Putin’s missiles ‘completely failed’ to ‘take down’ Ukraine

Putin could be ‘signing suicide note’ says Bolton

We use your sign-up to provide content in ways you’ve consented to and to improve our understanding of you. This may include adverts from us and 3rd parties based on our understanding. You can unsubscribe at any time. More info

Russian President Vladimir Putin’s brutal frenzy of missile attacks this week “completely failed” to achieve the dictator’s objective of taking down the entire country’s power supply by targeting critical energy infrastructure as Russia used “everything it could” in the brutal offensive, Express.co.uk has been told. This week, Putin ordered missiles to rain down on at least 10 cities across Ukraine, including the capital Kiev, amid the onslaught of his neighbouring country. He attempted to justify the missile strikes this week as revenge for the explosion on the bridge linking Russia to the Crimean Peninsula, a move that Ukraine denies being involved in. 

Ukrainian President Volodymyr Zelensky said Putin was specifically targeting energy infrastructure, and according to the country’s Energy Minister Herman Halushchenko, missiles did hit around 30 percent in two days. 

However, according to Mark Savchuk, a Kiev local and an expert in the energy sector with a postgraduate degree from the London School of Business and Finance, this fell far short of what Putin was hoping to achieve. 

He told Express.co.uk: “They [Russia] were aiming at crushing and taking down certain parts of the country completely, meaning that it wanted several regions to have no electricity whatsoever. They did not succeed at that at all and all critical repairs were done by the end of the day.”

And luckily, Russia appeared to run out of steam the following day, which proved vital for the invaded nation as it scrambled to repair the damages. 

Mr Savchuk said: “The next day, if they followed up with exactly the same attacks, they probably would have succeeded because we would not have been able to repair that amount of equipment. What you saw was the maximum they could do. 

“Firing those missiles requires an insane amount of coordination. They have to send out airplanes, completely resupply and restock submarines and ships that fire calibre missiles, and they have to get the surface launch platforms of their rockets as close to the border as possible and launch everything at the same time. It is incredibly difficult and astronomically expensive. 

“What we saw was the maximum they can do. The number of rockets actually exceeded the number of rockets fired on February 24 (when Russia first invaded). It was the most they can manage in a day. While they launched more the next day, there was a sharp drop in launching capabilities.”

However, Mr Savchuk warned that Ukraine is not completely out of the mud just yet as Putin will likely go back to the drawing board and re-attempt a missile barrage at a later date. 

He said: “Right now, they will come back to their supplies and stocks, and basically resupply all their launching platforms, but it takes a huge amount of time because all these rockets have to be tested, lots of them fail. Actually several of the rockets simply landed in fields simply because their navigation system was f****d.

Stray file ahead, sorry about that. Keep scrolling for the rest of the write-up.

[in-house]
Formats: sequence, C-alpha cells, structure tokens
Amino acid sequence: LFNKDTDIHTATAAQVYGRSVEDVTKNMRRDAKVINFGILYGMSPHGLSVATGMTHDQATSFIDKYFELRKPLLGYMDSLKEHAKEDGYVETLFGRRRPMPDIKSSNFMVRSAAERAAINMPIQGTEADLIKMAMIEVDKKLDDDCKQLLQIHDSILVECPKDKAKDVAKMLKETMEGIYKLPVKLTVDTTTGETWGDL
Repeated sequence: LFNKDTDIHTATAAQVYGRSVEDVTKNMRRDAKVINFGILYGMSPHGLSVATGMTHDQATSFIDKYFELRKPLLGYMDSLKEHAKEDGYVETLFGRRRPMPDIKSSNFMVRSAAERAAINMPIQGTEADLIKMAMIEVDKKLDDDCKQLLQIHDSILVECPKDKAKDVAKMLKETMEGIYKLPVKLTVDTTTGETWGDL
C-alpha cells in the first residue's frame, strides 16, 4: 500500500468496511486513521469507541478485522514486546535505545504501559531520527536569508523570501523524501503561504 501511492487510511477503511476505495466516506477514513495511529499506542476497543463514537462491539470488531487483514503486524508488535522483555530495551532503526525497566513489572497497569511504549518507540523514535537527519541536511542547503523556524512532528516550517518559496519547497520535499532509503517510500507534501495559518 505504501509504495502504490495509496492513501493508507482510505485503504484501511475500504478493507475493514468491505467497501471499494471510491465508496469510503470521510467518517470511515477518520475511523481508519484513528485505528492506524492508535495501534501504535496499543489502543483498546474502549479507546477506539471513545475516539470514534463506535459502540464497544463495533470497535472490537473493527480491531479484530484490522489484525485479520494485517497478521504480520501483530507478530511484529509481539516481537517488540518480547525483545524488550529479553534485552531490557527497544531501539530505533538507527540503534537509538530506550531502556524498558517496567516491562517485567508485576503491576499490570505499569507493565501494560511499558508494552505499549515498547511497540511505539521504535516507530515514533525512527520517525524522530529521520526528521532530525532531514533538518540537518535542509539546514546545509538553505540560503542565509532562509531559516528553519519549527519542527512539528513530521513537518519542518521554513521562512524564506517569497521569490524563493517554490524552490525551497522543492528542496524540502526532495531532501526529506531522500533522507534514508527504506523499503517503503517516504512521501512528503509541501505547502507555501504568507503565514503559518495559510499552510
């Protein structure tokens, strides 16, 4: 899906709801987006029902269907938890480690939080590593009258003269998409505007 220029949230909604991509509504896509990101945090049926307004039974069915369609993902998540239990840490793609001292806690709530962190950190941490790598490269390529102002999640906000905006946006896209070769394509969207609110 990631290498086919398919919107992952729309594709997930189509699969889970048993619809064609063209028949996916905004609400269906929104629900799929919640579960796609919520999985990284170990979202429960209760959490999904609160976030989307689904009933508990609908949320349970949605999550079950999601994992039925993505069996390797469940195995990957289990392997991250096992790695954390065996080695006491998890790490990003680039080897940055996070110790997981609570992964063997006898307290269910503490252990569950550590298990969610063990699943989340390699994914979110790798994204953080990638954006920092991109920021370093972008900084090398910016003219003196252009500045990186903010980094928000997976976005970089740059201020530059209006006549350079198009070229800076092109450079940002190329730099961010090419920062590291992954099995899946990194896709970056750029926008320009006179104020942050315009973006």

“For them, to launch 100 missiles a day, their ability to launch this amount of rockets takes a huge amount of work. This is why they did not repeat the attacks the next day.”

While the missiles may not have caused the kind of damage the Russian President was hoping for, it still left millions without power for extended periods in several cities, while citizens have also been urged to limit their energy consumption. Mr Zelensky has also warned that more blackouts could be on the way, despite power having been restored to a large bulk of the population. 

Prime Minister Denys Shmyhal said on Wednesday: “In their sick imagination, Ukrainians sitting for several hours without electricity is a victory. They think that this way they will force us to surrender. This will not happen.”

In fact, the Ukrainian government has said that Russian missiles and drones struck Ukrainian targets 128 times over three days this week, hitting 28 energy installations. But the Ukrainians were quick to act. 

Covid origin theory blown open as China stockpiled West’s PPE [REPORT] 
NATO vows ‘united’ response if Putin targets UK energy supplies [REVEAL] 
Energy bills row as SSE entered gran’s house to install meter [INSIGHT] 

Mr Savchuk told Express.co.uk: “Russia specifically targeted places responsible for transferring big amounts of energy from one place to another. It seems as though they were consulting energy specialists to make the target list because if you want to bring electricity systems down, you would have gone for these targets. 

“We had large areas without electricity for one day, but we have managed to repair critical stuff pretty quickly. By the end of the day, we went from millions of people without power to hundreds of thousands of people without electricity.

“The next day, we had something called scheduled blackouts to balance energy the system. Including myself, various parts of the country…were taken off-grid for balance. 

“Today, Kiev is absolutely fine. I am using electricity as I normally would, but the Government is asking people to economize their consumption. The country on a whole did all the repairs within two days, but we do still have some parts of Lviv and Kharkiv still without electricity, although repairs are being made as we speak and within a few days everything will be fine.”

Source: Read Full Article